Perhaps the most cynical aspect of the Greenpeace campaign is their assertion that forests are clearcut in British Columbia to make tissue paper and toilet paper for Europeans. They use the slogan “When you blow your nose in Europe you are blowing away the ancient forests of Canada” to imply that Europeans could save Canadian forests if they would stop buying tissue made from Canadian pulp. Everyone who has studied Canadian forestry, including Greenpeace, knows that the pulp and paper industry in British Columbia is based entirely on the waste products of the sawmilling industry. The forests are harvested to supply high value solid wood for furniture, interior woodwork and construction. Only the wastes from making lumber and those logs that are unsuitable for sawmilling are made into pulp. If we did not make pulp from these wastes they would have to be burned or left to rot as was the case in the past.

Rather than promoting unilateral boycotts that are based on misinformation and coercion, organizations like Greenpeace should recognize the need for internationally accepted criteria for sustainable forestry and forest products manufacturing. Through dialogue and international cooperation it would be possible to achieve agreement and end the unfair practice of singling out an individual nation for sanctions. Unfortunately they have now joined in the effort to spoil an International Convention on Forests. Their reasons for opposing a convention are not valid and amount to a transparent front for a strong anti-forestry attitude.


It is not reasonable to expect the environmental movement to drop its extremist agenda overnight. The rise of extremism is a major feature of the movement’s evolution and is now deeply embedded in its political structure. We can hope that as time passes the movement will be retaken by more politically centrist, science-based leaders and that the extreme wing will be marginalized. At the same time, we must remember that most of the larger environmental groups such as the World Wildlife Fund, Greenpeace, the Sierra Club, the Natural Resources Defense Council etc. do have many members and campaign teams that are reasonable and based on good science. It’s just that for the time being, major elements of their organizations have been hi-jacked by people who are politically motivated, lack science, and are often using the rhetoric of environmentalism to promote other causes such as class struggle and anti-corporatism.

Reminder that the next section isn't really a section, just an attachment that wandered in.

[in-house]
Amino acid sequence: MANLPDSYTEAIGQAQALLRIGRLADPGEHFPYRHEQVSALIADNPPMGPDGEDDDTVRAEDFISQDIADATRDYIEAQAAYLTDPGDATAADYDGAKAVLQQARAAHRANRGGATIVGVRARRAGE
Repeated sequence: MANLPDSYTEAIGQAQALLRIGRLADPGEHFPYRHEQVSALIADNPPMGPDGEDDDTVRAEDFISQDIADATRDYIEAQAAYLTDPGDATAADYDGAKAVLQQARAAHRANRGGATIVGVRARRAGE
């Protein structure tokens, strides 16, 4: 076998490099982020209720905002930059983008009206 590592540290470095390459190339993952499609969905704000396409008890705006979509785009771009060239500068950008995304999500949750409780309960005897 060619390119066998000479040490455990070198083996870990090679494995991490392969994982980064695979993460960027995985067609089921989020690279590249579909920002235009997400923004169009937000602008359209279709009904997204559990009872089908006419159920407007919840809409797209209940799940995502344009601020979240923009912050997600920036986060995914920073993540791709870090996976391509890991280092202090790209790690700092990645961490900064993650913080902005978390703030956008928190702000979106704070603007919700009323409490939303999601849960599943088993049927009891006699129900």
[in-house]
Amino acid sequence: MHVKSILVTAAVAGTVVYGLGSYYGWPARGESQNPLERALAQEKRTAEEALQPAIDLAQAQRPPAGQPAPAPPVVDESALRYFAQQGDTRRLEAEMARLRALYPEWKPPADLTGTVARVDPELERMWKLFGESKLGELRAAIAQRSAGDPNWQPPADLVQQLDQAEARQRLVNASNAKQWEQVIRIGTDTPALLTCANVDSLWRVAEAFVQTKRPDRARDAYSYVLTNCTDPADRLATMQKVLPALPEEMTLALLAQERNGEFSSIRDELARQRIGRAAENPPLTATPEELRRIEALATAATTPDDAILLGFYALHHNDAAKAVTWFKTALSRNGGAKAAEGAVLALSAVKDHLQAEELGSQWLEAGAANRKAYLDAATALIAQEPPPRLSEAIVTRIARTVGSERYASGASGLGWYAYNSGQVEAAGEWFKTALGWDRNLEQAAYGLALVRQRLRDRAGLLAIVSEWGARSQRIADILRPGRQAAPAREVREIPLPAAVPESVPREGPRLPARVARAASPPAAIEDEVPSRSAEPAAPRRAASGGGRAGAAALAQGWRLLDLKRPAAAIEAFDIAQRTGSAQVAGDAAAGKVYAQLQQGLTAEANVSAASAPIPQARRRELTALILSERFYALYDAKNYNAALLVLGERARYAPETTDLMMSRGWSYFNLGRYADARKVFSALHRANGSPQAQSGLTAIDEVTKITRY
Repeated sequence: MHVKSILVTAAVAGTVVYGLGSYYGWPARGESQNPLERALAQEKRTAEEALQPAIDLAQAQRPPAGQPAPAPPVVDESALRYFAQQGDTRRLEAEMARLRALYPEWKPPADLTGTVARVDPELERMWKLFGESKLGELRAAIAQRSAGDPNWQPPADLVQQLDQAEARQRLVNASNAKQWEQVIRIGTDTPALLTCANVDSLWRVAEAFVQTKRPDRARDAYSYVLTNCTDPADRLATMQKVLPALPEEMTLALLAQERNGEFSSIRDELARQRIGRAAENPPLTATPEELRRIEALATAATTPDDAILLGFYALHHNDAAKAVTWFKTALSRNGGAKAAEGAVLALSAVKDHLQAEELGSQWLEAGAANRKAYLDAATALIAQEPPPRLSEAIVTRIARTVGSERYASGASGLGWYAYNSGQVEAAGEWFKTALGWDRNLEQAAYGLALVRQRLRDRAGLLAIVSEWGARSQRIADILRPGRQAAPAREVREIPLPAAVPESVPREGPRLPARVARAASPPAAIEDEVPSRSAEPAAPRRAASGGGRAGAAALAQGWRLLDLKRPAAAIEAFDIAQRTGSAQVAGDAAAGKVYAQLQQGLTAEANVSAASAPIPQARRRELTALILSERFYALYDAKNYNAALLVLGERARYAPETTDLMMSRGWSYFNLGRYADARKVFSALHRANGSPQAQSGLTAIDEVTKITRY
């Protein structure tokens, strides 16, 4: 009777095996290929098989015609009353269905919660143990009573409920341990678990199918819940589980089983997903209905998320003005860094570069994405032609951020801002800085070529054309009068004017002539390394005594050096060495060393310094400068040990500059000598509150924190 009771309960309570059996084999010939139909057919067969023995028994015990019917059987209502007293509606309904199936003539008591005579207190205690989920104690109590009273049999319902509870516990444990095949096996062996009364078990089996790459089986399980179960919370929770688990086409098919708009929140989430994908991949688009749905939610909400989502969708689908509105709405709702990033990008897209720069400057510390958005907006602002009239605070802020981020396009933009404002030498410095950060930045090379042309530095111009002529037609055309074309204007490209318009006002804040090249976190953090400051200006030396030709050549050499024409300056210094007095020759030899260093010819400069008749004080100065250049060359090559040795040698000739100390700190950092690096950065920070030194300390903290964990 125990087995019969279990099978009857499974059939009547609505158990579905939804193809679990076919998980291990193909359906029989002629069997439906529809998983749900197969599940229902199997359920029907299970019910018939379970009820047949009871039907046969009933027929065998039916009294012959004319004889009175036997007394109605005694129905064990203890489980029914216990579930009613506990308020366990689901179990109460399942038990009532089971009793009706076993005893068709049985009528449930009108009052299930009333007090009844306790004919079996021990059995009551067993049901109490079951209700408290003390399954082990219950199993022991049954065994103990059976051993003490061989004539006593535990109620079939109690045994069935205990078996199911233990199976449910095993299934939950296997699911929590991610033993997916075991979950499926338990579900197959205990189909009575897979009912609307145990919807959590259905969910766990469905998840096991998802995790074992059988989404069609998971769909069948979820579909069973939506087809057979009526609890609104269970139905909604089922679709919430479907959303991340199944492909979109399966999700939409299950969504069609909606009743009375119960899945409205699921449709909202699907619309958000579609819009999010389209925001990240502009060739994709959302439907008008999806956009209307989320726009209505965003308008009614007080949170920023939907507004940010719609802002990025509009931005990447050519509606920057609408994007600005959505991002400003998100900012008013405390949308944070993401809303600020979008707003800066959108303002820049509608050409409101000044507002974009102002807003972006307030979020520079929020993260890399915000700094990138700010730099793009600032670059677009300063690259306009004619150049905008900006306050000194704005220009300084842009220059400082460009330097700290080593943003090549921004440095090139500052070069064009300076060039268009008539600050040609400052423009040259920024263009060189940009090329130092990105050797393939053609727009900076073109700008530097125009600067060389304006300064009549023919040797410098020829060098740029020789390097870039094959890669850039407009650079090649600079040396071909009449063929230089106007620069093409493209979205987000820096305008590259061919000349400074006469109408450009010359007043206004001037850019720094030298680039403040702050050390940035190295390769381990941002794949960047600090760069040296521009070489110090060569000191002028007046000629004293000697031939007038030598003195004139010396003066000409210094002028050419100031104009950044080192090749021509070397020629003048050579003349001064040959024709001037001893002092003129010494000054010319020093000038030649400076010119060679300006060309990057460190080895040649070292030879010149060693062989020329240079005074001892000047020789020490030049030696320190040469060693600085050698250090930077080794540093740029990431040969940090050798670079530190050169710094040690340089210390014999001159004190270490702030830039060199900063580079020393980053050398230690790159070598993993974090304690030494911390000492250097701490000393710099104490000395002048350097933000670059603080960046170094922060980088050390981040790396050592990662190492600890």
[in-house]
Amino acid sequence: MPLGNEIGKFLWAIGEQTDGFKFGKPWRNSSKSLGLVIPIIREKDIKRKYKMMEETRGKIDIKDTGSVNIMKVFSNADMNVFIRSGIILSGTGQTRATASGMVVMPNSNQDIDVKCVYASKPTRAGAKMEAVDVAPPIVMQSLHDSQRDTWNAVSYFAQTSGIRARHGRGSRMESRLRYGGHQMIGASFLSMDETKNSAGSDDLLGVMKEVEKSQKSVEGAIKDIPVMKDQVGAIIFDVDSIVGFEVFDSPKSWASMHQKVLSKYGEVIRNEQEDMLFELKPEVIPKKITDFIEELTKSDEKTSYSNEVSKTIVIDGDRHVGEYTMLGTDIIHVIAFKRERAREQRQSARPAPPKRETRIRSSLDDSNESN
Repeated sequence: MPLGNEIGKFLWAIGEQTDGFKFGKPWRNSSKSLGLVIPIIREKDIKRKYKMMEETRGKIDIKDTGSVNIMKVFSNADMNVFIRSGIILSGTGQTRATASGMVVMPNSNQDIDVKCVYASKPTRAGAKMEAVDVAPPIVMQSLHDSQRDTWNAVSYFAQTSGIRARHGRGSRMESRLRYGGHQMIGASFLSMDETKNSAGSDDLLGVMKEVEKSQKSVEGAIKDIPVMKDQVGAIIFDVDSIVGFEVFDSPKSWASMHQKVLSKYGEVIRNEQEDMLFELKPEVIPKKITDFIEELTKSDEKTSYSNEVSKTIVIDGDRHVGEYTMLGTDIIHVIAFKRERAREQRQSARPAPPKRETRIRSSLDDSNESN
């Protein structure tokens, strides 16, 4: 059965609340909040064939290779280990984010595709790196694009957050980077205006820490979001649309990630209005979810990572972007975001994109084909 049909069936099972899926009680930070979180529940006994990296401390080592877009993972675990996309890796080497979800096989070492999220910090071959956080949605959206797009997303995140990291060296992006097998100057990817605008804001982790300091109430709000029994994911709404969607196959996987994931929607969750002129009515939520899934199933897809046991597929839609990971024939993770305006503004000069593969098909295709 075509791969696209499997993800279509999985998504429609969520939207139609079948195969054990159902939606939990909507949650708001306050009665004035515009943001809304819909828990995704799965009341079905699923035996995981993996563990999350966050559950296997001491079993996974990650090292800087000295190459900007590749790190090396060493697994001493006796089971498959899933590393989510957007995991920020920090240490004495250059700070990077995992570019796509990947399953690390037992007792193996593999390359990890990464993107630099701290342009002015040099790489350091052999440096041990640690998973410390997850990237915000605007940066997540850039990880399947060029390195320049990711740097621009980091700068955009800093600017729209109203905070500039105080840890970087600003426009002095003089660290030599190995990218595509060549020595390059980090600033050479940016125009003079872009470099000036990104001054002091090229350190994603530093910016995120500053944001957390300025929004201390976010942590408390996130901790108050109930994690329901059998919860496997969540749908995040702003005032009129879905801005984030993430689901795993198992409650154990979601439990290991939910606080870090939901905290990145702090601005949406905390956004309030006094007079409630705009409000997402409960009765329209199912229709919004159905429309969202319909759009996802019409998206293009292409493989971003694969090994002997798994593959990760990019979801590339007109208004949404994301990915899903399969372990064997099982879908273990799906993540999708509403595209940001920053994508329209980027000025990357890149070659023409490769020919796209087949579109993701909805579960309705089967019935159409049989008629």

The only way industry can successfully help to promote a more pragmatic and reasonable environmental movement is to prove that it is willing and able to avoid future damage to the environment and to correct past abuses. In other words, if your house is in order, there will be little or nothing for extremists to use as a reason for taking an essentially “anti-industry” position.

The challenge for environmental leaders is to resist the path of ever increasing extremism and to know when to talk rather than fight. To remain credible and effective they must reject the anti-human, anarchistic approach. This is made difficult by the fact that many individuals and their messengers, the media, are naturally attracted to confrontation and sensation. It isn’t easy to get excited about a committee meeting when you could be bringing the state to its knees at a blockade.

The best approach to our present predicament is to recognize the validity of both the bioregional and the global visions for social and environmental sustainability. Issues such as overpopulation and sustainable forest practices require international agreements. Composting of food wastes and bicycle repairs are best accomplished locally. We must think and act both globally and locally, always cognizant of impacts at one level caused by actions at another. Extremism that rejects this approach will only bring disaster to all species, including humans.